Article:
As always, we’d love to hear your stories, successes and opportunities for learning in the comments below.

Elvis? It just struck me that the “Elvis Diet” never really took off.

– Tim Cocks

www.noigroup.com

Get up to date and get your think on at a noigroup course

5 Responses to “What would Elvis do?”

  1. John Barbis

    As someone who competed against top quality athletes ( I wrestled and got my butt kicked by some of the best), it is important that most are genetically different from most of us. You do not get to be an elite level athlete unless you somehow heal differently, move better, and psychologically deal with injury differently. To compare healing in most of us with healing in an elite athlete, I recall a quote by I believe was a famous baseball player ( I forget his name) but it goes something like this: ” you can take a mule and train it perfectly, feed it the best food, and give it the best care- but it ain’t going to win the Kentucky Derby”. Somehow I think that quote applies here. JOhnb

    Reply
  2. Efwef Gwerb

    Hi Tim,

    You say “we therefore have an enormous responsibility to be prepared with evidence- and science- based approaches”. But I’m not aware of any Physio techniques that outperform placebo. Are there any? I haven’t used a scientifically proven technique in over 15 years and I think the same would be true for most private practice physios. Please let me know if there’s something that actually works!!

    I think the public realize that the highest performing athletes are “different” to the rest of us, and in a good way. Here I’m talking about the superstars, not the average back pocket player. To reach the superstar level requires an athlete to be able to regularly enter the zone*. Being able to access that state will imbue him with some small degree of wisdom and healing ability. Small but noticeable. This is why such people are asked to attend children’s wards. Such a presence is typically much more healing than what the average health professional can provide. In general, such athletes will not have the intelligence to understand the process, and they get sucked into promoting useless products. But I don’t see too much wrong with that, so long as the product isn’t expensive. I don’t think we can take the higher ground unless we have some sort of solid evidence for a particular technique.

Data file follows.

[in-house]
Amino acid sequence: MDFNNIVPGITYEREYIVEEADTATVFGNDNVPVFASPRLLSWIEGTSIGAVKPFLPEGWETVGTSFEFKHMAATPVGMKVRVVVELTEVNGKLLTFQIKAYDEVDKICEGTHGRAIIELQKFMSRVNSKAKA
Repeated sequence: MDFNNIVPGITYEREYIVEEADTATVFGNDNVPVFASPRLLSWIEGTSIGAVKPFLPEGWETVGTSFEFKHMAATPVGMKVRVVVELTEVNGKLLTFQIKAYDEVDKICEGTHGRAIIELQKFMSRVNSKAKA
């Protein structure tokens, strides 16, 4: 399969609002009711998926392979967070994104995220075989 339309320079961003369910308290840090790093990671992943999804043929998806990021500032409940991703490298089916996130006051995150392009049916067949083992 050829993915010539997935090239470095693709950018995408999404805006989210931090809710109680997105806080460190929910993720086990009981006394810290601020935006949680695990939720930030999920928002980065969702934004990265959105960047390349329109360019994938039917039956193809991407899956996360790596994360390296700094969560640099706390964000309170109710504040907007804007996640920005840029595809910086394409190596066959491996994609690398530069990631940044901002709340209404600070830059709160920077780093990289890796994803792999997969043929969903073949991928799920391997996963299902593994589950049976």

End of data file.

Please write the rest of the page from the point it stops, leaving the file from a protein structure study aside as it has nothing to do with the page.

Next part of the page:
We can learn from the great athletes. To be able to quiet the mind in the midst of activity is a great knack, and very therapeutic. If I had the choice of employing Gary Ablett or a Physio with a bunch of post grad degrees and published papers, it would be a VERY easy choice. I’m quite serious with that comment. I could teach Ablett how to apply IFT and push on someone L5 in a week, but I could not teach the average Physio how to be fully present with a patient.

    Regards,

    EG

    *http://en.wikipedia.org/wiki/Flow_%28psychology%29

    Reply
    • timcocks0noi

      Hi EG, I think Explaining Pain has good evidence behind it and GMI has over a decade of science supporting it with some strong evidence emerging. There have been some great posts, discussed at length, over at BiM about the ethics of placebo treatments as well as techniques that work and don’t; I think an evidence based approach embraces all of this information to provide a less shaky foundation for what therapists do. Adopting a science based, and hence naturally and inherently sceptical (but not cynical) approach to therapy could give clinicians the right to claim the higher ground – especially compared to high profile sports people promoting magical, holographic bracelets.
      Equally, I think you make a great point in that there is much to learn from those who seem able to access unique, high performing states and have an impact upon those around them The field of psychoneuroimmunology is still young, but might yield some explanations as to why a hospital visit by a “superstar” might have measurable, beneficial effects. I wonder what might happen during election time when all those politicians like to drop in to hospital wards?
      Tim

      Reply
  3. davidboltononoi

    And here lies the crux of the matter……how do we teach the art of “Presence” and it’s fellow “Awareness” the most powerful modalities in our repertoire…..Elvis had a beautiful voice but it was nothing compared to his presence……

    Reply

Leave a Reply

Fill in your details below or click an icon to log in:

WordPress.com Logo

You are commenting using your WordPress.com account. Log Out / Change )

Twitter picture

You are commenting using your Twitter account. Log Out / Change )

Facebook photo

You are commenting using your Facebook account. Log Out / Change )

Google+ photo

You are commenting using your Google+ account. Log Out / Change )

Connecting to %s

Basic HTML is allowed. Your email address will not be published.

Subscribe to this comment feed via RSS

%d bloggers like this: